Seaton’s Ferries

In 1889 Thomas Brownfield Seaton brought his family to Spokane on an immigrant train from Cass County, Missouri, bought a covered wagon, and continued Wilbur, where the family stayed with relatives (including nephew Robert Van Sickle) while Tom located a homestead at Hesseltine in the Broadaxe Creek area a few miles north. Tom developed a small farm but also a general store that included a post office where he became postmaster. For a while Tom, his wife, three sons, and two daughters lived and the children went to school here. Among other homesteaders in the area was Samuel C. Rinker, whose son Washington “Wash” Rinker married Tom’s eldest daughter, Cora, in 1895. Cora’s mother, Minerva Aldridge, had died two months after Cora’s birth, and a year later, Tom married Mary Ellen Longacre.

While in Hesseltine, Tom heard about the government opening mineral mining claims on the Colville Reservation on the other side of the Columbia River. He took up a logging claim and in 1898 or 99 with the help of his sons Bailis, Sam, and Elmer, a team of strong work horses, a plow, shovel and pick created a road that ran down over the hill and to the Mighty Columbia River to about where Spring Canyon is located. Here with the help of his boys he built a cable ferry. A very simple barge type boat by today’s standards, it was held and propelled across the river on a cable strung from the Lincoln County side to Swawilla Basin on the Colville Reservation side. The plan was then to follow an old native trail into Nespelem. The ferry was one of the first on that part of the Columbia, and ferried people, livestock, mining equipment and supplies. The ferry and roads were a great success. Before long a small community sprang up around Seaton’s Landing that included a small general store, post office and eventually a restaurant that also served as a four room halfway house. Back in the late 1800’s early 1900’s it wasn’t uncommon to see a steamboat making its way up the river moving some sort of cargo. The men of the cargo boats often stopped and stayed at the halfway house to get a rest. Bailis, who had taken over the original homestead near Hesseltine after the building of the road, died in 1905 at the age of 25.

The store became almost like a trading post just across the river from the Colville Reservation, home of the well known Chief Moses. Both the Chief and his people frequented the store and were friends with all the Seatons. It is reported that Chief Moses once told Tom that since half the ferry was on the tribe’s side they should ride for free. To this Tom jokingly responded that the tribes could ride for free but would have to get out and walk at the halfway mark. Some say it was the only time Chief Moses had ever been recorded laughing, at Tom or with Tom is hard to say, but in the end a deal was struck that the tribes could cross at half fare.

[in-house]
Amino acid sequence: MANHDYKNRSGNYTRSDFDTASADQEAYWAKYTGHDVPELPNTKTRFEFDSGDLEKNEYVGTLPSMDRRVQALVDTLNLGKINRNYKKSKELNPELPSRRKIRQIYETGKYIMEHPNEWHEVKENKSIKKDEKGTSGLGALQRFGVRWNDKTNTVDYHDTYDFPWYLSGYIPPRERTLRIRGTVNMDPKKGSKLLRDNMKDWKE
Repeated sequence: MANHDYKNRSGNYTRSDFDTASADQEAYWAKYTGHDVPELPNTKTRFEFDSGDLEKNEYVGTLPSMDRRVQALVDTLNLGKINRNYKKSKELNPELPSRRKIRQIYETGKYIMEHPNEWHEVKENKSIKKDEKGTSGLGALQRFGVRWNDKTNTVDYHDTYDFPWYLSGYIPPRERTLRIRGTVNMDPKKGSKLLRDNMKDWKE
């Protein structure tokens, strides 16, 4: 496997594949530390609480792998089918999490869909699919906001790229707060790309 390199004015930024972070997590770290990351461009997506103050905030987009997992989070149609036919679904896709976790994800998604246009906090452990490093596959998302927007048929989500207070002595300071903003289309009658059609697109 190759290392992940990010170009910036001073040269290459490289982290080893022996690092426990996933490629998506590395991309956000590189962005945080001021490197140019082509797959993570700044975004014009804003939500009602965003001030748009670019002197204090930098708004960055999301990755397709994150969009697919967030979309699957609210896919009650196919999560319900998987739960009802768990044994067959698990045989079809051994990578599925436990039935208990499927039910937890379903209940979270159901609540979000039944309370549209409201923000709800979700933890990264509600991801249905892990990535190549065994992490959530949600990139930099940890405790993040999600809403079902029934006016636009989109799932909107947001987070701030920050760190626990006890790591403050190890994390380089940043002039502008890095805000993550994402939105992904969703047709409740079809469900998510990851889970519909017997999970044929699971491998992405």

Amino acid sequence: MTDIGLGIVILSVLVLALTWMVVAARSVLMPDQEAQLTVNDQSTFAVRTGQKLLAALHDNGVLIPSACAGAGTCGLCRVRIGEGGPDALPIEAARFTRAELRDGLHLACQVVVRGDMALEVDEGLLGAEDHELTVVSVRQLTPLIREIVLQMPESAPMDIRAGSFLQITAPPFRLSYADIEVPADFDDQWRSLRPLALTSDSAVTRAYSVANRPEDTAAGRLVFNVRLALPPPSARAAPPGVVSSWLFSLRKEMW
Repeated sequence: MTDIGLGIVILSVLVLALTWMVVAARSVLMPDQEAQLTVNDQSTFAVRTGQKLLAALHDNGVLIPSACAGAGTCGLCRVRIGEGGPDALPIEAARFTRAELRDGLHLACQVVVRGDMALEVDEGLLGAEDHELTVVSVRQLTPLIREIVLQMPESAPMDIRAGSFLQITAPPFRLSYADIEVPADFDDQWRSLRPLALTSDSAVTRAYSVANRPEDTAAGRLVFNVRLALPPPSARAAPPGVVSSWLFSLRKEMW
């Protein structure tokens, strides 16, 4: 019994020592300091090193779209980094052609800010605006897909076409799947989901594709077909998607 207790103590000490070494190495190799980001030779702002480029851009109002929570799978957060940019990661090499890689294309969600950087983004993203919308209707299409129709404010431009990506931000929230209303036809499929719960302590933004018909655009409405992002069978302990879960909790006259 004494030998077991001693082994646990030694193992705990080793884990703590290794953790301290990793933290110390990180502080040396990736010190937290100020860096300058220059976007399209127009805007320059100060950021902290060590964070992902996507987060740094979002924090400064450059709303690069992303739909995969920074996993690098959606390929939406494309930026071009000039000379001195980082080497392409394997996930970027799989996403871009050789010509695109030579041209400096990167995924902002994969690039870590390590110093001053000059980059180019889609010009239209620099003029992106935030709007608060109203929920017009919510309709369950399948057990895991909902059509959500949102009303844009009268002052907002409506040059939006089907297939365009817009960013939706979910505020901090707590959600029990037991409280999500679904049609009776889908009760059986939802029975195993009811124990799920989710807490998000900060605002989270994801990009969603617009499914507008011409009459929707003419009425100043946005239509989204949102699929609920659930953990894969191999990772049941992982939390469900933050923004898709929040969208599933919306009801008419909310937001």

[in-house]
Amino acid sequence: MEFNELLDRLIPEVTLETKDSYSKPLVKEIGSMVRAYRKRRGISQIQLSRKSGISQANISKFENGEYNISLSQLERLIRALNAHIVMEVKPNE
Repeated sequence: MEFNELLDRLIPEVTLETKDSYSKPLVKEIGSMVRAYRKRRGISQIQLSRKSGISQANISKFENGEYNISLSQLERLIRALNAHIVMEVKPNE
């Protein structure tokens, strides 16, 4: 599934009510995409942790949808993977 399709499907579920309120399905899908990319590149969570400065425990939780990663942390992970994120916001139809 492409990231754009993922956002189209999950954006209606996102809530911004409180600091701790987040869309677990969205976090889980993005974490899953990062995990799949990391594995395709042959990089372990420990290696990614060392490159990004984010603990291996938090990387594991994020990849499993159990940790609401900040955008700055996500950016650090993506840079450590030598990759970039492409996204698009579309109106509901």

As the children aged middle son Sam Seaton married and moved upriver around Plum to start his own ferry about 1912. His younger brother Elmer eventually took over the operations of the Tom Seaton Ferry from Charlie Dumas and his wife; Elmer’s sister Bessie. Elmer ran it for many years alongside his wife until it became better known as the Elmer Seaton Ferry. Meanwhile upriver, Sam was doing well with his ambitions. He had ferries in two locations on the Columbia, one just up a few miles from his brother’s ferry named the Sam Seaton Ferry, and a motorized ferry at Plum just outside of Sherman. Plum is now under the water of Lake Roosevelt, most of the places mentioned here are.

It is said that upriver around Fort Spokane a bridge was torn down and the lumber allowed to float down stream where Sam Seaton easily caught the discarded wood, selling some off, he made his house out of the rest. Finally in 1920 the day came when Grant County made a automobile road into the coulee that lead to where the future dam would be. At the river the Grant County Commission placed a refurbished ferry to get the cars across and named it the Grant County Ferry. Sam got the contract to run this ferry so he carefully disassembled the house he made from the salvaged bridge lumber, created a raft, loaded all his belongings and told his children to stay towards the center as they traveled down the Columbia to Elmer Seaton’s where they stayed until a new house was built from the raft. Sam built his house directly where the Grand Coulee Dam sits today, an oversight that caused much dismay later. Eventually Sam reluctantly moved off his land in Coulee Dam to some property a few miles downriver which became known as Seaton’s Grove. Elmer City is named after his brother Elmer Seaton, who owned a ranch in that area.

by Samuel F. Tashereau and J. Kemble, 9/30/18

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